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Opinion | Alex Amouyel

Crowdsourcing innovation could solve some of our thorniest global problems

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This column has been updated.

For today's global challenges, we need a new way to innovate — and to start by asking the right questions. The world has made tremendous progress in addressing extreme poverty, and expanding access to primary education. Yet, there are still more than one billion people living without access to affordable, reliable energy, and more than 60 million girls do not complete secondary school.

Income inequality in many parts of the world — including the United States — is increasing rather than decreasing. These are complex challenges, and we need to think and innovate differently to find solutions.


We cannot solve today's complex multi-dimensional challenges by foreign aid, by public services, or by philanthropy alone. No one actor has all the answers or the monopoly of good ideas. Cross-sector cooperation — working with the public, private and non-profit sectors — is more critical now than ever before.

We cannot solve these challenges by relying on yesterday's thinking, technology and processes. The pace of change continues to accelerate and new technologies — Artificial Intelligence and Blockchain are upending our ways of working, communicating and interacting. In some cases, jobs and even entire industries are being eliminated, but these new technologies also hold the potential — when they are adapted and applied to today's most pressing challenges — to bring about great opportunities for all. We need to be far more inclusive — we have over 7 billion people in the world today, but we only use the brains, talent, and ingenuity of the very few to tackle today's challenges.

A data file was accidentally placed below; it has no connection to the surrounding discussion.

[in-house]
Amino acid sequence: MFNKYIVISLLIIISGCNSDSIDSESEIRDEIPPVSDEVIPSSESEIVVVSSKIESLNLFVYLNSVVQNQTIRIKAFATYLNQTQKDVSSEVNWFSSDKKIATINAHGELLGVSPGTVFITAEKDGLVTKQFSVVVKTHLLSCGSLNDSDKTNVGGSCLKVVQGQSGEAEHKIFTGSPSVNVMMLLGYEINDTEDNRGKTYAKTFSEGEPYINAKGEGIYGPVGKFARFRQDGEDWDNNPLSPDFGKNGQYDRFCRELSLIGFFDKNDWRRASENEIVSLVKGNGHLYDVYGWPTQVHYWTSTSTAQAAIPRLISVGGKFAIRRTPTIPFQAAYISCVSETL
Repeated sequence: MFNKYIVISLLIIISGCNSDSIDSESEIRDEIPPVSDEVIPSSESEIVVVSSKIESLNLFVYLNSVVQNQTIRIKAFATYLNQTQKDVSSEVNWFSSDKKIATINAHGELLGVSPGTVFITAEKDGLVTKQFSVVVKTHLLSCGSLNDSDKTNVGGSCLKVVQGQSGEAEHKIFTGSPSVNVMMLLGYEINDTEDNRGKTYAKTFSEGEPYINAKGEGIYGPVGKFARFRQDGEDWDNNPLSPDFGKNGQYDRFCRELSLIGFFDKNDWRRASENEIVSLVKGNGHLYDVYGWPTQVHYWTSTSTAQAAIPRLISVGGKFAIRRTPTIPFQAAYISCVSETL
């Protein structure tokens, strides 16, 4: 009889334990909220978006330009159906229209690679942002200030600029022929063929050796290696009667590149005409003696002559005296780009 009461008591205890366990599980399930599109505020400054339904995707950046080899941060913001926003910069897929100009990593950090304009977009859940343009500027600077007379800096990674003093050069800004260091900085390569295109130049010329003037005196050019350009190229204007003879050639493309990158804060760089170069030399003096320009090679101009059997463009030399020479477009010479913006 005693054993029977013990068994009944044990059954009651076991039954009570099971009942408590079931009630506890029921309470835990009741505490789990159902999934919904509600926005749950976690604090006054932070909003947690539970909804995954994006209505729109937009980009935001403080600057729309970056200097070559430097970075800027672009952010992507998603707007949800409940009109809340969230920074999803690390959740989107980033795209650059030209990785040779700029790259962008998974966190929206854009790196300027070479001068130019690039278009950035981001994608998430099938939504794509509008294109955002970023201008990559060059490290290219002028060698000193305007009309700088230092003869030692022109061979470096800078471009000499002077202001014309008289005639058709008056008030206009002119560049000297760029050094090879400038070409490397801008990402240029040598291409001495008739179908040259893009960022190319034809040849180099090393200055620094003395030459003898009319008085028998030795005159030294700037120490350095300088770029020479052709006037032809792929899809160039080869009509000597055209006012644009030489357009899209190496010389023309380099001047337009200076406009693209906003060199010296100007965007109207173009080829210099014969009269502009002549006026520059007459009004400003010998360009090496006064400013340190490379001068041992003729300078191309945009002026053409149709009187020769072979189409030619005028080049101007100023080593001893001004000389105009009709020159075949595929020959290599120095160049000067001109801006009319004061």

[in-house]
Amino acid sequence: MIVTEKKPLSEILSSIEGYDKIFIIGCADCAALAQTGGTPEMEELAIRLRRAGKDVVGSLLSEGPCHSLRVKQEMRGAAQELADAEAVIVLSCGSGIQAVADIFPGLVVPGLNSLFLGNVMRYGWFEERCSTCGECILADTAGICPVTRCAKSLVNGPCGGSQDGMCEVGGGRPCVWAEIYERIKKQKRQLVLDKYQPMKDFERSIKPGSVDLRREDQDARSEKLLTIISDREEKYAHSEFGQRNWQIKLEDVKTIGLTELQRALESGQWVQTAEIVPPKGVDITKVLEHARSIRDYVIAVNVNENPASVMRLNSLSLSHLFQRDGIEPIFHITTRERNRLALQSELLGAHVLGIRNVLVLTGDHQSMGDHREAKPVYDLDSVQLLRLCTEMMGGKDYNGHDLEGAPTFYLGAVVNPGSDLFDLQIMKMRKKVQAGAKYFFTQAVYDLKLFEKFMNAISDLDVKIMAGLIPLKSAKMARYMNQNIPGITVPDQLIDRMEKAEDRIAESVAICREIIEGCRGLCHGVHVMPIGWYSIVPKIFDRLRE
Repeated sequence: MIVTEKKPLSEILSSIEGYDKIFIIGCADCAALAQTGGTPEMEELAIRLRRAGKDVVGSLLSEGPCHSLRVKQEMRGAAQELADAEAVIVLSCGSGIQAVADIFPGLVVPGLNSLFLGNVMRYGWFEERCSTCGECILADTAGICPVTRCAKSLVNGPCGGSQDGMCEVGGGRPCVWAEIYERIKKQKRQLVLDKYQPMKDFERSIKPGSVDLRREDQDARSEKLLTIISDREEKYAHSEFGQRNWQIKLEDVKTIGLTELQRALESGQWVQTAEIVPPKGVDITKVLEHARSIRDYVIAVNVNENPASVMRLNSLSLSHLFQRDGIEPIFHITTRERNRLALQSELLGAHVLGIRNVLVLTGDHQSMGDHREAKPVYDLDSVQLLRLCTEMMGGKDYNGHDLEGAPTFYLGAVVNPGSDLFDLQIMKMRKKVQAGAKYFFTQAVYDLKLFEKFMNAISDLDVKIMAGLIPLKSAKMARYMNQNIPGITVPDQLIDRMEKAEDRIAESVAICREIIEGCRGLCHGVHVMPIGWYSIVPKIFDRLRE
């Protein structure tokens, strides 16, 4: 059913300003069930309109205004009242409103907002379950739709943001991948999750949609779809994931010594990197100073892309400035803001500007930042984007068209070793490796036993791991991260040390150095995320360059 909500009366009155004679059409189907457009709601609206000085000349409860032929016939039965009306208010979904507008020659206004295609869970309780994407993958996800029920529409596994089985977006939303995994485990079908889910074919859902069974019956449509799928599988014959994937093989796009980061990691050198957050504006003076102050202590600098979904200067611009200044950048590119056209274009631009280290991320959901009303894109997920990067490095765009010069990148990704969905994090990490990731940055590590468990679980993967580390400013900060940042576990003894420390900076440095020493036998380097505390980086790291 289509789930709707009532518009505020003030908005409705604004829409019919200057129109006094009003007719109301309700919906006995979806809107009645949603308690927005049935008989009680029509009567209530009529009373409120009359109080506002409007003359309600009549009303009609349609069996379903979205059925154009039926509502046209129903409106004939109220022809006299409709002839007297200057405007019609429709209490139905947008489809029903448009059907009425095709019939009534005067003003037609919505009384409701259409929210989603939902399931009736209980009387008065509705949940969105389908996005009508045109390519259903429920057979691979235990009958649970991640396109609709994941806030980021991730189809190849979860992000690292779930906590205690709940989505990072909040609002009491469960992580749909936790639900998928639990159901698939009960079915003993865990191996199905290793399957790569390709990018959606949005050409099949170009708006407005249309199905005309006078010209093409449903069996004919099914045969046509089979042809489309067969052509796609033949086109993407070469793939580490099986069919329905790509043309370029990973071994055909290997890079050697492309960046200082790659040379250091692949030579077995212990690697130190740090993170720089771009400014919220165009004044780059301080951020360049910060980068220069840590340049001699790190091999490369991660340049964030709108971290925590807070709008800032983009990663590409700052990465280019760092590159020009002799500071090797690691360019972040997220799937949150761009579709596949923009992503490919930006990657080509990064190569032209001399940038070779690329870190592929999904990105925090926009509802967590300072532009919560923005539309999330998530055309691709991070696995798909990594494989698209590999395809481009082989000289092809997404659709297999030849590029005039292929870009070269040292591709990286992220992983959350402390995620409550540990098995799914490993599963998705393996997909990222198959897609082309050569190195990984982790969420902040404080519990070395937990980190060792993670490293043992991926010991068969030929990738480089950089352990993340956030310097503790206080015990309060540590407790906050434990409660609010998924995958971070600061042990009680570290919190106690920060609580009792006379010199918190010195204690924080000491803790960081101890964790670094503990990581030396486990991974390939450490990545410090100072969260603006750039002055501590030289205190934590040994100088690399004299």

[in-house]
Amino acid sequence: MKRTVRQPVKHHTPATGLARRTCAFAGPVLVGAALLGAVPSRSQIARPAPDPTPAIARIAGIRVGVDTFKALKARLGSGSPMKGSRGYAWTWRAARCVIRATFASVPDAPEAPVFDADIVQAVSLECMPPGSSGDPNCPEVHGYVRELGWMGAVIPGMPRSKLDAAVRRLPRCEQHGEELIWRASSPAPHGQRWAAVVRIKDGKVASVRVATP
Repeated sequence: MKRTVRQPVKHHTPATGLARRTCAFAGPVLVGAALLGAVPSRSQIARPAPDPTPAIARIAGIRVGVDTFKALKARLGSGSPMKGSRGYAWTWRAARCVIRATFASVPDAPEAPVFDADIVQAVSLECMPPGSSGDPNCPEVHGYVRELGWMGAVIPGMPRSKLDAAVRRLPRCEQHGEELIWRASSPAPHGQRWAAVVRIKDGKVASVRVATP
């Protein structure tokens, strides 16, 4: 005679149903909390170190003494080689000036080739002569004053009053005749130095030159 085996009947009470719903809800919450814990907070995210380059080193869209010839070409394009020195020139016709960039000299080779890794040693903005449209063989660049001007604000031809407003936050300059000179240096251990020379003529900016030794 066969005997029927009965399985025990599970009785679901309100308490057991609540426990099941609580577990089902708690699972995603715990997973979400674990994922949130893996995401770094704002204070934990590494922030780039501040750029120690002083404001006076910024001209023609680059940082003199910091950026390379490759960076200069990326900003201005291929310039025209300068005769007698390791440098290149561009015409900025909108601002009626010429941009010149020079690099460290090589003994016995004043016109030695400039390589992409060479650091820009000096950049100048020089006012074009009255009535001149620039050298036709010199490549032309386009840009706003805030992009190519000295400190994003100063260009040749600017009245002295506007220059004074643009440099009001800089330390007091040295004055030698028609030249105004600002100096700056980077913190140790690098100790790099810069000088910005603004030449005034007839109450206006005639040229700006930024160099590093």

MIT Solve is crowdsolving massive global problems through open innovation. We find great social entrepreneurs to join our Solver class. We connect them with a diverse set of corporate, nonprofit, government, and academic leaders, and then broker partnerships to help them accelerate their solutions globally. Last year, a Solver class of 38 tech entrepreneurs was chosen from nearly 1,000 submissions, representing 100 countries. We partnered with forward thinking organizations, like the Atlassian Foundation and the Australian government, which each pledged $1 million to Solve's efforts to prepare disadvantaged students for the workplace of the future.


We support innovations far and wide. One Solver, Digital Citizen Fund, helps train young women in critical skills like financial literacy, web design, and business planning in Afghanistan — where over 40 percent of the population faces unemployment — so they can access the global market through tech and education. And here in Boston, local Solver Open Learning Exchange runs personal, team-based learning programs for Somali and Syrian refugee girls and young adults.

To truly realize the potential of open innovation, you need to start by asking the right questions, in an open way. What are the key challenges that communities face globally and locally? How can technological innovation address these challenges? Solve consulted more than 500 experts around the world, and also opened our process up for online voting — receiving over 12,000 votes on the topics of our new challenges which launched March 1: